Cannabis for Dogs and Cats

Is cannabis right for your dog or cat?

Dexter, Watson, Teekl, Rufus, Muffin, Buttercup, Angel face. Regardless of what you decide to call them, our pets are loved and an important part of our family. They deserve the best care, especially when it comes to treating and managing their chronic conditions. Conventional medications have proved useful, however, many come with a slew of unwanted side effects. Pet owners are continually searching for safer alternatives to improve the quality of life for their furry loved ones.

Cannabidiol (CBD) is a non-intoxicating phytocannabinoid abundant in the Cannabis Sativa L. plant. Its wide range of therapeutic uses and low toxicity profile make it a favourable choice to treat conditions such as anxiety, pain and seizure disorders. Although more studies are needed to determine dosing, long-term use and safety, CBD is becoming the go-to alternative to pharmaceutical medications.

Veterinarians are continually advocating for the use of cannabis-based products in animals. The Canadian Association of Veterinary Cannabinoid Medicine (CAVCM) is a prominent advocacy group pushing for access, research and education for cannabinoid therapy in animals. Both The Canadian Veterinary Medical Association (CVMA) and The American Veterinary Medical Association (AVMA) are in favor of expanding veterinarians as authorized medical prescribers[1] and “enthusiastically support[s] exploring the therapeutic potential of cannabis-derived products.[2]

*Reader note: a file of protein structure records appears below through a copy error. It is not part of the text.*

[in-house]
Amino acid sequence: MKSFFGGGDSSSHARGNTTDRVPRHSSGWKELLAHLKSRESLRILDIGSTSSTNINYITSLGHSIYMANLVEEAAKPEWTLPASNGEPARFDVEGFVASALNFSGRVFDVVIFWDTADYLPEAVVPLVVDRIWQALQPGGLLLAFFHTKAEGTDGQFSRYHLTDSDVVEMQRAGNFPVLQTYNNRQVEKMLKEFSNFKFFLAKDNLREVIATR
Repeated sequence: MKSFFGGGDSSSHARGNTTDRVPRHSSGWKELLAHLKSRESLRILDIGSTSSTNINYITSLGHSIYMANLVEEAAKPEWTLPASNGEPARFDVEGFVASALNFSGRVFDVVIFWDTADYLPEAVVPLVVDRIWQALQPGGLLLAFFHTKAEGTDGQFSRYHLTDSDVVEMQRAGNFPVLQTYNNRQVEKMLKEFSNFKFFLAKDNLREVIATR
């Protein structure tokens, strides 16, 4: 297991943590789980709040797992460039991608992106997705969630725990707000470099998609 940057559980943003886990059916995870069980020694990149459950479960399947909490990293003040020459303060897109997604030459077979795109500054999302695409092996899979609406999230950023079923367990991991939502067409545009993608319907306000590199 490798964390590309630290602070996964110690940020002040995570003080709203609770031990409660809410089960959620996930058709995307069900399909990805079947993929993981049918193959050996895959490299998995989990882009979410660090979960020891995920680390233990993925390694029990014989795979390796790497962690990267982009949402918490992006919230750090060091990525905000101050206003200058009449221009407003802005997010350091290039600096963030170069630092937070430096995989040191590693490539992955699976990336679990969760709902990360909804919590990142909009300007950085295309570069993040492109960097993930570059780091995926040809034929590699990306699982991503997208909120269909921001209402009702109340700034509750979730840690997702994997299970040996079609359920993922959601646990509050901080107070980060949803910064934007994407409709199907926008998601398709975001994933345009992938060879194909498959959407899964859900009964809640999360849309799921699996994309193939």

Fear and anxiety are normal emotions for all animals. It is known as the ‘fight or flight’ response, protecting animals in stressful situations. However, if the body is unable to restore normal functionality, this emotional stress can lead to anxiety disorders and thus have a negative impact on the animal’s health and wellbeing. Approximately 20%[3] of dogs experience some form anxiety presenting as:

  • Behavioral changes such as aggression, avoidance, reduced socialization
  • Excessive panting
  • Vocalization such as barking
  • Urinary or bowel incontinence
  • Hypersalivation


First line treatment is conditioning and desensitization. If these methods fail, medications are prescribed. Common medications to treat anxiety include:

  • Selective Serotonin Reuptake Inhibitors (SSRIs) such as fluoxetine (Prozac®), sertraline (Zoloft®), and citalopram (Celexa®).
  • Tricyclic Antidepressants (TCAs) such as clomipramine, doxepin, and amitriptyline.
  • Benzodiazepines such as lorazepam (Ativan®), clonazepam (Klonopin®) and diazepam (Valium®)

These prescribed medications, although well studied, may come with side effects such as sedation, diarrhea, insomnia, behavioral changes, and itching.